Turkey faces an economic crossroads after Istanbul elections
Investors are again getting bullish on emerging markets, as the Fed is expected to cut interest rates and the dollar is expected to fall in value. That should mean a strong environment for EM economies to perform.
Yes, but: Things have gotten tougher for many of the world's largest emerging countries, especially Turkey, which finds itself at a major crossroads following elections in Istanbul.
Driving the news: The lira saw the biggest gains in the global FX market, rising nearly 2% against the dollar Sunday after the city's mayoral election was again won by a candidate running against Turkish President Recep Tayyip Erdogan's party. (The same candidate won in March, but Erdogan ordered a mulligan, claiming fraud.)
- However, much of the luster wore off Turkey's currency in trading Monday, and the lira shed most gains.
- It was "a classic relief rally, but its durability is questionable at this stage," Piotr Matys, a strategist at Rabobank in London, told Bloomberg. "Apart from fixing the economy, the Erdogan administration must find a solution to the diplomatic conflict with the U.S. over the Russian S-400 defense system to avoid sanctions."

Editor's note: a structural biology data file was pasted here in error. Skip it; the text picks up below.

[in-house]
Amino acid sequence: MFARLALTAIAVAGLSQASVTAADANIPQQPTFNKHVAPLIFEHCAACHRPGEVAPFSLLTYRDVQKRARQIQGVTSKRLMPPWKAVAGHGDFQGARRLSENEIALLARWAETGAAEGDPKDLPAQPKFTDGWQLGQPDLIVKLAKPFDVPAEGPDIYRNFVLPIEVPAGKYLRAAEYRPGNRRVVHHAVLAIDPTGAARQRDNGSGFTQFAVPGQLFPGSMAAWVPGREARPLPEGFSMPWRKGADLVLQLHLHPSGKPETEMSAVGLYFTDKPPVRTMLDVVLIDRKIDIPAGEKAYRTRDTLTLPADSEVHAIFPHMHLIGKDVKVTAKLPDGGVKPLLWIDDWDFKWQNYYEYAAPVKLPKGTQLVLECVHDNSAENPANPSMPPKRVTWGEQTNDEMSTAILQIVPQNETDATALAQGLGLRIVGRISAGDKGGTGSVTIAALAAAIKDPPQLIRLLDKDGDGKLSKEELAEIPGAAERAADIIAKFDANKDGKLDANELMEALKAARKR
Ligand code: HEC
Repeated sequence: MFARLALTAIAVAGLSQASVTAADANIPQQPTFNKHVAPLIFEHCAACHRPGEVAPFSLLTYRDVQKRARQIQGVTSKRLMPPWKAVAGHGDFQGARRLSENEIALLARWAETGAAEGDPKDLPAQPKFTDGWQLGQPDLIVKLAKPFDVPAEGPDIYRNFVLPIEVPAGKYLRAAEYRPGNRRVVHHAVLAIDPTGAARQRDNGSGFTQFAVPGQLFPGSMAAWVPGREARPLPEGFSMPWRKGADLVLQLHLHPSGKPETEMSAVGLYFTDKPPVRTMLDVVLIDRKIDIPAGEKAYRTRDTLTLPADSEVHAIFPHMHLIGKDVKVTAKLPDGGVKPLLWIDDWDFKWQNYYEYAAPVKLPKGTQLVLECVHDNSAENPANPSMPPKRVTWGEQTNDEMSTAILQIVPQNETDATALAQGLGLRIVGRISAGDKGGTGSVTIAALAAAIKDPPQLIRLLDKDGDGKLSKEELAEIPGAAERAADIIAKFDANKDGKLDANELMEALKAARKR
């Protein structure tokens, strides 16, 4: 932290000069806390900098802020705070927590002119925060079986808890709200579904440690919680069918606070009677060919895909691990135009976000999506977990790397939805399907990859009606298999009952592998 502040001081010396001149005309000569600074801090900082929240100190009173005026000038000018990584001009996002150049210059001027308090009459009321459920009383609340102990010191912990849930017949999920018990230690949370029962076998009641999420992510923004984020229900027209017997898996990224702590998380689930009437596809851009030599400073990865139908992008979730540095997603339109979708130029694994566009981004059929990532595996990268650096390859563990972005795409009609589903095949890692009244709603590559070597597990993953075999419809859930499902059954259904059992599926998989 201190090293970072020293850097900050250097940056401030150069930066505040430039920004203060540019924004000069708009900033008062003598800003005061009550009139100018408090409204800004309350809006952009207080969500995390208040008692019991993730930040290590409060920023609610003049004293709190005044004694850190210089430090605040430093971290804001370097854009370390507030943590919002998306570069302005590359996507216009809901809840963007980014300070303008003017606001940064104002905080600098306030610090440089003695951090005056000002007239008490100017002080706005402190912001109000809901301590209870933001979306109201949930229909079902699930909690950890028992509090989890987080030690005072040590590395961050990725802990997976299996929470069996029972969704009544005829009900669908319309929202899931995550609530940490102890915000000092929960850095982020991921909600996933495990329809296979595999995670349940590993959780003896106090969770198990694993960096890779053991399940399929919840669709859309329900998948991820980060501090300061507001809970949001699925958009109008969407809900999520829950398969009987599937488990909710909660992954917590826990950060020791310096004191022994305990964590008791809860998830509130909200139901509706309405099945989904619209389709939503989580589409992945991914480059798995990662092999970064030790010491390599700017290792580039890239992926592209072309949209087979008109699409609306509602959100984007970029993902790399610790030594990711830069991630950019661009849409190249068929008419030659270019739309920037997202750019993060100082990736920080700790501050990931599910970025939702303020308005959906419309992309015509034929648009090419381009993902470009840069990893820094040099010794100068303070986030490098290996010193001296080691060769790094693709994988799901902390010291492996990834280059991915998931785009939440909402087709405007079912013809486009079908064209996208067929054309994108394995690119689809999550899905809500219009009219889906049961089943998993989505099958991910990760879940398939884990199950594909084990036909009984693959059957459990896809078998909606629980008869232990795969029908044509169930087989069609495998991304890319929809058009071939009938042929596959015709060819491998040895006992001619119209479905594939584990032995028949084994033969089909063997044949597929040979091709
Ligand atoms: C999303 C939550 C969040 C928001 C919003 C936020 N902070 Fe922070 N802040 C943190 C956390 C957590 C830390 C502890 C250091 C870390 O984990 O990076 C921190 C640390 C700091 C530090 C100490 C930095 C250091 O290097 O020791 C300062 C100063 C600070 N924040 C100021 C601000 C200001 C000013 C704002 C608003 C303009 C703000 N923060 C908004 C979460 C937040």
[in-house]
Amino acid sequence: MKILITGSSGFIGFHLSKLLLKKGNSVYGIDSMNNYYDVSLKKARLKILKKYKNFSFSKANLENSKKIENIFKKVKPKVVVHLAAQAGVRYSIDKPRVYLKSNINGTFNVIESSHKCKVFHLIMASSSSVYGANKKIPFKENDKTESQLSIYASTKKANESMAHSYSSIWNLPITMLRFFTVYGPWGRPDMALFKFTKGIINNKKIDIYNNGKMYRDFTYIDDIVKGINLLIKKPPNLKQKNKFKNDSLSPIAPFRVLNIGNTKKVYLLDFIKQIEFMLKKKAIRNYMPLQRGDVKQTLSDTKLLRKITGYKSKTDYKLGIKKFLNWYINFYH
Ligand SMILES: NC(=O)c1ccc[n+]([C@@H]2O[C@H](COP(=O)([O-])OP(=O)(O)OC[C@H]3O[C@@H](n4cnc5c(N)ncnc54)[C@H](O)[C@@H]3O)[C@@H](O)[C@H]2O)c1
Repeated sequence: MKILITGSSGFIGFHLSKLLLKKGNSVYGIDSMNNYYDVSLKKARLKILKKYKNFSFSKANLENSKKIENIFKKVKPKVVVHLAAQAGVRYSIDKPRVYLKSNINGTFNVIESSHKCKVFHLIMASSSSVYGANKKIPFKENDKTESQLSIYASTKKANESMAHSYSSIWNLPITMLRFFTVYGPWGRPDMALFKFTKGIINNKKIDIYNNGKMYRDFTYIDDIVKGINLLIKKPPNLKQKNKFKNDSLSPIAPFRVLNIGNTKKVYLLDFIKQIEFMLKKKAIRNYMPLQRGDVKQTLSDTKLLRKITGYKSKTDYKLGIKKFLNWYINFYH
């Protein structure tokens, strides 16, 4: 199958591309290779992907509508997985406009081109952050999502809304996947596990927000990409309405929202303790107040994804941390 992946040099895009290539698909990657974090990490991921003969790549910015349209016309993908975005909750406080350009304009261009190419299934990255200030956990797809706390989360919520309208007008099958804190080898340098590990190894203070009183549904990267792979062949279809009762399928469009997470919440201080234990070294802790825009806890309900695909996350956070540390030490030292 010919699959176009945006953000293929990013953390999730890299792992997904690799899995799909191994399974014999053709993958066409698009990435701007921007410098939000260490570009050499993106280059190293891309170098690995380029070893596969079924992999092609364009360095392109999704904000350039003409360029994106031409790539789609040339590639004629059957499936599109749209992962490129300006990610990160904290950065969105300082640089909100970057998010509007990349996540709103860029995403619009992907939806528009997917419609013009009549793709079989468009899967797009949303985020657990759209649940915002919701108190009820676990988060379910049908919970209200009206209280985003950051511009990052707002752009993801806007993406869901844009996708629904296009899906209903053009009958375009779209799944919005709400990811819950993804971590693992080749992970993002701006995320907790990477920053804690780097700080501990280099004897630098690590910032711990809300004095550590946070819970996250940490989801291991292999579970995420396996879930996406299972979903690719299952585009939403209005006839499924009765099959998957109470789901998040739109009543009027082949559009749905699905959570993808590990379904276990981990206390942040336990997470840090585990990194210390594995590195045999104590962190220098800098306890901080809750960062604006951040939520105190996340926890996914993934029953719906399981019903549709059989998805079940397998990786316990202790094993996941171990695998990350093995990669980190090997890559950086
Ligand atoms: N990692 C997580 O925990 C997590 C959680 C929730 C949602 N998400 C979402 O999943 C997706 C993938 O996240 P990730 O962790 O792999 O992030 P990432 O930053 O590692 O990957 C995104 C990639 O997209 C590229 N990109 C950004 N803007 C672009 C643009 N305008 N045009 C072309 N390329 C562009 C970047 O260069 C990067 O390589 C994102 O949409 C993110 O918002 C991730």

Background: It's been exactly one year since Erdogan won re-election and his handling of the economy, central bank and foreign policy have put investors on edge.
- Analysts expect the central bank, led by Erdogan loyalists, will soon cut interest rates, after inflation fell below 20% in May.
- There is also growing fear about a confrontation between Erdogan and President Trump at the G20 summit this week after Turkey purchased a missile defense system from Russia.
- Turkey's stock market is at its lowest level in nearly a decade in dollar terms, largely because the lira has lost about a quarter of its value since 2017.